planet gong gigs

Gong at the Stoneground, Gorton

Little Plum & The Bushmaster

It was a dark and stormy night in London town where in our fledging commune, the Sleeping Sun's squat, one man said to another, 'tomorrow we should hit the road and go see Gong'. Well I didn't need much persuading on that front and knowing that we had a friend up there - the gig was in Manchester and some hits of LSD - notorious black micro-dots, I told the Bushmaster 'count me in' and so we shook on it. People didn't high five in those days. It was 1975 [1973? Ed.]. The friend was called Gus and he'd come to visit us as he knew some of the females in the commune who came from Lancashire. The Sleeping Sun was a very British affair, all the girls were English, all the males were from Inverclyde. Gus did not come empty handed either. He brought Brenda with him and while he went back north, Brenda stayed and we got to know her pretty well. Gus being from Manchester was much more liberated than us. We were repressed, conventional, uptight Scots, pretty typical of our race at that time.

Now is tomorrow afternoon and off we went. Having no transport hadn't even crossed our minds we just got the tube to Hendon and walked to the slip road at the start of the M1. We got a lift almost straight away and soon we were heading past the sign reading 'Hatfield and the North'. The driver put his foot down so in a few hours we were nearly in Lancashire. It was time to neck the acid. We landed somewhere in the outskirts and not knowing the city we blundered about asking directions. By this time it was starting to get dark and we were getting that metallic taste that signals you were about to change perception never mind direction but eventually we found it.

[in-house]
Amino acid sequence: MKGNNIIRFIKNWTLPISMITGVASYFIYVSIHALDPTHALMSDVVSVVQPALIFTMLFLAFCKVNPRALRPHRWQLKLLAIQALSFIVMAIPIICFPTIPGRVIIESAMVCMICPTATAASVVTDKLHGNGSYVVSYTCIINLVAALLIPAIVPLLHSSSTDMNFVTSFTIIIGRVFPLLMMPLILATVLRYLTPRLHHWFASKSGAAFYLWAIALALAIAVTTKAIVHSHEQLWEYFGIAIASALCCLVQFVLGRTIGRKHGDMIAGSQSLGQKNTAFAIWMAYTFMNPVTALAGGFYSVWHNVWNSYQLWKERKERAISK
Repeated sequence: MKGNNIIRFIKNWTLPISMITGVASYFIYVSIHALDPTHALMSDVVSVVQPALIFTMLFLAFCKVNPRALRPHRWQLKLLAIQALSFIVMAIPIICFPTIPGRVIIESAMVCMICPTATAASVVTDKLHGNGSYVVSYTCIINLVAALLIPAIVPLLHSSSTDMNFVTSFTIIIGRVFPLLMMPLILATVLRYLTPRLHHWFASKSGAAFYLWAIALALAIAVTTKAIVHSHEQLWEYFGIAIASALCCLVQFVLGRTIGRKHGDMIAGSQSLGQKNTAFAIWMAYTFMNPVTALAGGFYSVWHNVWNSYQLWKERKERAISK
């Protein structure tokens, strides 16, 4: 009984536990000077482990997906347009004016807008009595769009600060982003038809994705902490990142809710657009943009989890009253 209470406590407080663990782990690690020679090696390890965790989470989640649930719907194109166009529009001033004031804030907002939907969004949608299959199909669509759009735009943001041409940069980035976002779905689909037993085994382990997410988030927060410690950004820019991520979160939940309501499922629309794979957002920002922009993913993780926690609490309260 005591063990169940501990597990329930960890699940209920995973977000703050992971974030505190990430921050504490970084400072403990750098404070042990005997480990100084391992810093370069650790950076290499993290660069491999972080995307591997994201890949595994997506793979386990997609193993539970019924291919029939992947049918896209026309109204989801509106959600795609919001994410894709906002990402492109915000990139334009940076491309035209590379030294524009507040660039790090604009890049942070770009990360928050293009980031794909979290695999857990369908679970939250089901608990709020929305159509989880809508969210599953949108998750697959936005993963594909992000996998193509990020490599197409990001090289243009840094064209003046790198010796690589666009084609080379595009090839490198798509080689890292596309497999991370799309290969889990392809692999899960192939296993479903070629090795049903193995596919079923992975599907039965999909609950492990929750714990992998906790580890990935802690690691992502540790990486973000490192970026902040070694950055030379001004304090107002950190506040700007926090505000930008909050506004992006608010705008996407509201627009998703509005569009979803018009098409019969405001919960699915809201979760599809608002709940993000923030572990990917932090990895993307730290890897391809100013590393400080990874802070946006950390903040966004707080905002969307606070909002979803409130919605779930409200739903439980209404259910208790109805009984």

There was something foreboding about that venue, it sat on its own in a patch of wasteland looking like it wouldn't have been out of place in a Hammer film. The mixture of dusk, the drugs and the city, it being our first time there, etched that place in both our minds forever more, it was like arriving in Mordor. Knowing now that 'I Bin Stoned Before' and Fohat Digs Holes' from Camembert Electrique are actually anti-drug songs was no help to us back then as we did our usual acid test to determine that yep, we were both seeing car brake lights tracking. So with a little trepidation we entered the venue. It was called the Stoneground and decades later I can't believe the timing of our entry. From London to Manchester by hook and by crook we had arrived just as the lights were going down. Tripping strongly but far from peaking we stumbled in as the band led by Daevid were emerging from a door to our right. Dressed in a night shirt complete with pointy night-cap and holding candles and notes for the evening's performance, I somehow managed to barge straight into Mr Allen who dropped the candle and notes before the Bushmaster grabbed me and led me to the front of the stage. Oblivious of totally destroying the atmosphere the band were attempting to create, I sat down while the band regrouped and made their way to their instruments. Somehow it was just meant to happen - consider the timing, the randomness, the drugs - they were strong in those days some never made it back from those trips. The Bushmaster's young brother was and still is one case, Syd Barrett another and even though it may have ruined the start of the gig Gong just got on with it, they'd probably seen it all before.